The effect of preinjury sleep
difficulties on neurocognitive impairment and symptoms after sport-related

Sufrinko A, Pearce K, Elbin RJ, Covassin T, Johnson E, Collins M, Kontos AP. Am J Sports
Med. 2015;43:830-840.

Take Home Message:
Athletes who reported sleeping difficulties during preseason neurocognitive
testing performed worse on neurocognitive exams after a concussion and reported
more symptoms following a concussion compared with those who reported no
difficulties sleeping.

often use neurocognitive testing in a concussion-assessment protocol to compare
baseline and post-injury scores for diagnosis and determining readiness to
return to play. Neurocognitive testing can be influenced by many variables such
as amount of sleep prior to baseline testing. It remains unclear if an individual’s
sleep difficulties could also influence post-injury neurocognitive testing
results. Therefore, the authors compared neurocognitive impairment and concussion-related
symptoms between groups of athletes with and without self-reported sleep difficulties
on a baseline Post-concussion Symptom Scale (PCSS).
The authors prospectively collected information on 670 athletes and identified
348 adolescent and adult athletes with a diagnosed sports-related concussion and
a valid baseline neurocognitive exam. Based on baseline (preseason) symptoms, researchers
placed the athletes into either the sleeping difficulties group (reporting
difficulty falling asleep and sleeping less than usual; 34 athletes) or no
sleep difficulties (control) group (reporting no sleep symptom items; 231
athletes). Eighty-four athletes were excluded because they only reported minimal
sleep difficulties. In addition to the baseline test, the athletes completed
neurocognitive testing 2 days, 5-7 days, and 10-14 days post injury. There were
no differences in neurocognitive scores between groups at baseline. The sleep
difficulty group scored worse on verbal memory at 2 days post-injury, but not 5-7
or 10-14 days compared with controls. The sleep difficulty group also had worse
reaction times at both 5-7 days and 10-14 days after injury compared with the
controls. Lastly, athletes reporting sleeping difficulties at baseline also had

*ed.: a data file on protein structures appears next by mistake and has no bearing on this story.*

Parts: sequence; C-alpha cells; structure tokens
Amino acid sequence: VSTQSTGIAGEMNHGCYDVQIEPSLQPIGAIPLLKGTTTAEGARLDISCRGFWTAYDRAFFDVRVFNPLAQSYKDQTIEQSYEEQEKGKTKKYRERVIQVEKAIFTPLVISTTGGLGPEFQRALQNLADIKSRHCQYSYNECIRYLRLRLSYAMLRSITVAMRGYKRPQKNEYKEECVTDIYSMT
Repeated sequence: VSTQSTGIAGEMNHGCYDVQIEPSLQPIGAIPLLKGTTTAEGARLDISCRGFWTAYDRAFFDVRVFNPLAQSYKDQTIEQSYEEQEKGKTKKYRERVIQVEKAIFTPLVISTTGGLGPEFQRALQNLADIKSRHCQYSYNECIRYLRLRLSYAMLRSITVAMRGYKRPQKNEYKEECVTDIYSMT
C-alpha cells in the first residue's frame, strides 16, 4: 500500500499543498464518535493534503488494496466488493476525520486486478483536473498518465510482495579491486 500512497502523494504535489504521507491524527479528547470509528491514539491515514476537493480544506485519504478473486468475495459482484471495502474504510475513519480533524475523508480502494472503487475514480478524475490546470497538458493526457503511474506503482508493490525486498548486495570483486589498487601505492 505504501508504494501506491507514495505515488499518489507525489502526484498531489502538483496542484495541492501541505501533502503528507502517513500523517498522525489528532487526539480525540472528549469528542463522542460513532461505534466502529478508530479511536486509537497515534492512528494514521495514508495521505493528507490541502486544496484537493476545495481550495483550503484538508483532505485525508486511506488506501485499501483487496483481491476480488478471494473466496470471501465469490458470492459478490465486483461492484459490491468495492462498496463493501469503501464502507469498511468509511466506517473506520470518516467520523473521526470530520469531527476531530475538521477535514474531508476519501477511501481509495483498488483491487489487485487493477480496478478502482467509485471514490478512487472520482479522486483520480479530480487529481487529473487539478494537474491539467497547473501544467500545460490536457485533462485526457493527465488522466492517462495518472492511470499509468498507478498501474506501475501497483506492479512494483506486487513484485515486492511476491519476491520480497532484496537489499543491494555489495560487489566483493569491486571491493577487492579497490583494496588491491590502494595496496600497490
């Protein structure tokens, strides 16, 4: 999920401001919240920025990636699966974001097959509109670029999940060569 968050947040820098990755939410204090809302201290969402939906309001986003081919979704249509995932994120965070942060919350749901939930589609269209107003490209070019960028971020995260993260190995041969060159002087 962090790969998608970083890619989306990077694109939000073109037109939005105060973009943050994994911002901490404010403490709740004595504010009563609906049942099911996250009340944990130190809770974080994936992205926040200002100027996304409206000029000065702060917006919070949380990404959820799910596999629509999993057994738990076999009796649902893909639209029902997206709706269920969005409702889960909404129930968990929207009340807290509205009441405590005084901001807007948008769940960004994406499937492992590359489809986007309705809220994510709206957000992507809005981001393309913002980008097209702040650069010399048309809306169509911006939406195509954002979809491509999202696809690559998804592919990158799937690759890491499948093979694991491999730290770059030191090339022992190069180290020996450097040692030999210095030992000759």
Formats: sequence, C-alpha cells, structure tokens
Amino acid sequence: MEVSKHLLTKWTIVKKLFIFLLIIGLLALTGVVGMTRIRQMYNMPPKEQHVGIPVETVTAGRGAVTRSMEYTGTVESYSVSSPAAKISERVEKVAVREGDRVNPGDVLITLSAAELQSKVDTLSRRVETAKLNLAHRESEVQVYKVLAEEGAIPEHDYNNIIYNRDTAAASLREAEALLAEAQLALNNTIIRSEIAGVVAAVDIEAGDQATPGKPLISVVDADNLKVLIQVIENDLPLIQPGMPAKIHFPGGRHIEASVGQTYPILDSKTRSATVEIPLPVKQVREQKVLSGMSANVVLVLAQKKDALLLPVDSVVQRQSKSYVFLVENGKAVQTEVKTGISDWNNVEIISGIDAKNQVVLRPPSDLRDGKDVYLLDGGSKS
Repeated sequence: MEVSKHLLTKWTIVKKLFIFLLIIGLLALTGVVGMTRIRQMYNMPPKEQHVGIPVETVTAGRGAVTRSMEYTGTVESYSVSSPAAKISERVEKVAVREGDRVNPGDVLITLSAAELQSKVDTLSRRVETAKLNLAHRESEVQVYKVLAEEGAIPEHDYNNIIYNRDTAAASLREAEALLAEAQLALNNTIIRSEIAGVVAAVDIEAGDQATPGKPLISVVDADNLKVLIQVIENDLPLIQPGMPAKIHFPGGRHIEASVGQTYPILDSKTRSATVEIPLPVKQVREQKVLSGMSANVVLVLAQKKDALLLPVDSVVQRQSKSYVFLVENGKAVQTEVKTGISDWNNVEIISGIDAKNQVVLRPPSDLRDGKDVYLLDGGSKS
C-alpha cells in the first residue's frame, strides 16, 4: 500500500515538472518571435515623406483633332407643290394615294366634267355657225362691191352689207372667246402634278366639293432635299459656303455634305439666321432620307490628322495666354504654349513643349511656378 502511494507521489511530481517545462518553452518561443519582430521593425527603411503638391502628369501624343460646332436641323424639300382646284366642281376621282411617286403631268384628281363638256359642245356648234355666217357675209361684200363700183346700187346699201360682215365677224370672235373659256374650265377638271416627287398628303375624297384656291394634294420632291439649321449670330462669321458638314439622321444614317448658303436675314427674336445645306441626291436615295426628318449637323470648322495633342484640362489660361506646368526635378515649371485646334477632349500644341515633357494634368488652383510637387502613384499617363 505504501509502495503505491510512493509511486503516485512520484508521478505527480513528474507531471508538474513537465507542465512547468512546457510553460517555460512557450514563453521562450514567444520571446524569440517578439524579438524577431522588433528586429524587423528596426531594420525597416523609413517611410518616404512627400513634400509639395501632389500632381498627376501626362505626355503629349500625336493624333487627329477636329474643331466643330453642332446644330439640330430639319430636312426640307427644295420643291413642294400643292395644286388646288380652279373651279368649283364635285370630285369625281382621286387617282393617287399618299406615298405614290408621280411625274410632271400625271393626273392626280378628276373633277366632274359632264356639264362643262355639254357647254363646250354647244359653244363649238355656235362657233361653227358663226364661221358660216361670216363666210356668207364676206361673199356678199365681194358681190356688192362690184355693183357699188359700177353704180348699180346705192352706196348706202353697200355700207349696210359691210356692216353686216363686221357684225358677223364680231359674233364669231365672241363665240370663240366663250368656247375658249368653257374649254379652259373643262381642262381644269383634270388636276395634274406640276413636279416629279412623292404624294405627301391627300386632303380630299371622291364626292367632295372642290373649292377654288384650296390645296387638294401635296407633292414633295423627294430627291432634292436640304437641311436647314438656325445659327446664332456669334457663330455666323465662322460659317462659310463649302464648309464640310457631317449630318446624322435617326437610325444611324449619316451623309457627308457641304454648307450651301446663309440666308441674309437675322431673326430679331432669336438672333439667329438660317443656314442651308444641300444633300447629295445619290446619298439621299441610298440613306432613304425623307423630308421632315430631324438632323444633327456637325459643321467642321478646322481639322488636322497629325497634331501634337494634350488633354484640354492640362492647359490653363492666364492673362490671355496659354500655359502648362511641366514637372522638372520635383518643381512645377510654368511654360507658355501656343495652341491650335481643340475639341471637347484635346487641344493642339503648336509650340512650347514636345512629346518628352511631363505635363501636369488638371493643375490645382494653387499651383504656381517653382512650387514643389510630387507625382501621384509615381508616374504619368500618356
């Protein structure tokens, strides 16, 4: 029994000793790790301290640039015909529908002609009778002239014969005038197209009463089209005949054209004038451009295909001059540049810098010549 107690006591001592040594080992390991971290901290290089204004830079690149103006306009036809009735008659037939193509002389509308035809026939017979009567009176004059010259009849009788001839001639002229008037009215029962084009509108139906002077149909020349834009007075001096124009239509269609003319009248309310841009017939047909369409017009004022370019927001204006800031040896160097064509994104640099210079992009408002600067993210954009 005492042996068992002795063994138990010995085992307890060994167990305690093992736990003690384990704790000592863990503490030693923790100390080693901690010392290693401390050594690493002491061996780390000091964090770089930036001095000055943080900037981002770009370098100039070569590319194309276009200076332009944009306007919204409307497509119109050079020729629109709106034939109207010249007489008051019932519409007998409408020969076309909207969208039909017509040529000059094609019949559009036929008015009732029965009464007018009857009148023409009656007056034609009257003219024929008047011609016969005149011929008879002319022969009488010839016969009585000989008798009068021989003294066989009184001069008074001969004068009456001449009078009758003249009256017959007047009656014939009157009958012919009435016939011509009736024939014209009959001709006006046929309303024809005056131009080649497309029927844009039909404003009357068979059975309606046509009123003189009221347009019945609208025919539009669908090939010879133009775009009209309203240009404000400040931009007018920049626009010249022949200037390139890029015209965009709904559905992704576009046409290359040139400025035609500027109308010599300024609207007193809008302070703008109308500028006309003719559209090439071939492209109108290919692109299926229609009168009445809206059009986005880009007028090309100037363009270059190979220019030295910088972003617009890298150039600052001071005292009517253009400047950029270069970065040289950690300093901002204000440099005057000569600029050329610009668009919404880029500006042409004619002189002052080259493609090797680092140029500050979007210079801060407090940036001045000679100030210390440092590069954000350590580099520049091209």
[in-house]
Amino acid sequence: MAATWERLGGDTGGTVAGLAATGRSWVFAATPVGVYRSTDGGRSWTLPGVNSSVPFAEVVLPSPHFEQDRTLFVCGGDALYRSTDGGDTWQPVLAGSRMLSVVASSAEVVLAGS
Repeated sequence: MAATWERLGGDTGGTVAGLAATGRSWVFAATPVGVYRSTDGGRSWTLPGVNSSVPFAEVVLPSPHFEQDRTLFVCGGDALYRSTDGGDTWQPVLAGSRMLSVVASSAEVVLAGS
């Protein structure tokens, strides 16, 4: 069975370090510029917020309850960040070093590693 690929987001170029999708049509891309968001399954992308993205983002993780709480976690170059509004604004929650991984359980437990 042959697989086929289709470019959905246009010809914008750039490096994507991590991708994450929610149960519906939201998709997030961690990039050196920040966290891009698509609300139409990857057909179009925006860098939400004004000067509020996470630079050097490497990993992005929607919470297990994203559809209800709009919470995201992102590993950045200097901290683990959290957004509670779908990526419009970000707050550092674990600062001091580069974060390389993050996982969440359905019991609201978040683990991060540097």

more post-concussion symptoms at all 3 time points compared with controls.

study illustrates the influence of preexisting sleep difficulties on
neurocognitive outcome scores following a sports-related concussion. The
authors found that athletes with preinjury sleep difficulties demonstrated
decreased post-concussion neurocognitive functioning and increased post-concussion
symptoms compared with those reporting no sleep difficulties. Additionally,
reaction time scores were worse for up to 10-14 days post injury compared with controls.
Concussion consensus reports
state that most athletes recover within 10 days. However, athletes with
preinjury sleeping difficulties in this study were still reporting more
symptoms and slower reaction times for over 10 days post injury. Based on previous studies and this new study medical
professionals need to be aware that sleeping difficulties may influence
baseline neurocognitive testing and be a risk factor for worse outcomes
following a concussion. Clinicians should ask patients about sleeping
difficulties before neurocognitive testing and emphasize the importance of a
good night’s sleep.

Questions for
Discussion: Do you think your athletes understand the importance of sleep and
brain function? Do many of your athletes report sleep difficulties at baseline?

Written by: Jane McDevitt, PhD
by: Jeffrey Driban


Sufrinko A, Pearce K, Elbin RJ, Covassin T, Johnson E, Collins M, & Kontos AP (2015). The effect of preinjury sleep difficulties on neurocognitive impairment and symptoms after sport-related concussion. The American Journal of Sports Medicine, 43 (4), 830-8 PMID: 25649087